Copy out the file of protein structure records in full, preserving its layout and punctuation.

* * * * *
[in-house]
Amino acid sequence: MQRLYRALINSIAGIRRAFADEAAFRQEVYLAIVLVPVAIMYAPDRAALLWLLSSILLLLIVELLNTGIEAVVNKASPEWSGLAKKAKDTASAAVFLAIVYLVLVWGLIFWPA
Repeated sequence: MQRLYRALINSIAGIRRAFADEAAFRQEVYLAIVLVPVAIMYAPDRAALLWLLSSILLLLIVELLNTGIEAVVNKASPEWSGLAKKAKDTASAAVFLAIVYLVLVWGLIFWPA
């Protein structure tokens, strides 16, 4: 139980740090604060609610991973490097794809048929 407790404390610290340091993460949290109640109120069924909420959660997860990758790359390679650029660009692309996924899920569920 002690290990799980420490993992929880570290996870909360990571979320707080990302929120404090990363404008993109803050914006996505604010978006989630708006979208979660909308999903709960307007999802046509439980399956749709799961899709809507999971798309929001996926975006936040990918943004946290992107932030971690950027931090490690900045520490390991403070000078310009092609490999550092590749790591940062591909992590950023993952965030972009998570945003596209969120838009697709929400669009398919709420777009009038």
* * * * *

[in-house]
Amino acid sequence: MQRLYRALINSIAGIRRAFADEAAFRQEVYLAIVLVPVAIMYAPDRAALLWLLSSILLLLIVELLNTGIEAVVNKASPEWSGLAKKAKDTASAAVFLAIVYLVLVWGLIFWPA
Repeated sequence: MQRLYRALINSIAGIRRAFADEAAFRQEVYLAIVLVPVAIMYAPDRAALLWLLSSILLLLIVELLNTGIEAVVNKASPEWSGLAKKAKDTASAAVFLAIVYLVLVWGLIFWPA
């Protein structure tokens, strides 16, 4: 139980740090604060609610991973490097794809048929 407790404390610290340091993460949290109640109120069924909420959660997860990758790359390679650029660009692309996924899920569920 002690290990799980420490993992929880570290996870909360990571979320707080990302929120404090990363404008993109803050914006996505604010978006989630708006979208979660909308999903709960307007999802046509439980399956749709799961899709809507999971798309929001996926975006936040990918943004946290992107932030971690950027931090490690900045520490390991403070000078310009092609490999550092590749790591940062591909992590950023993952965030972009998570945003596209969120838009697709929400669009398919709420777009009038």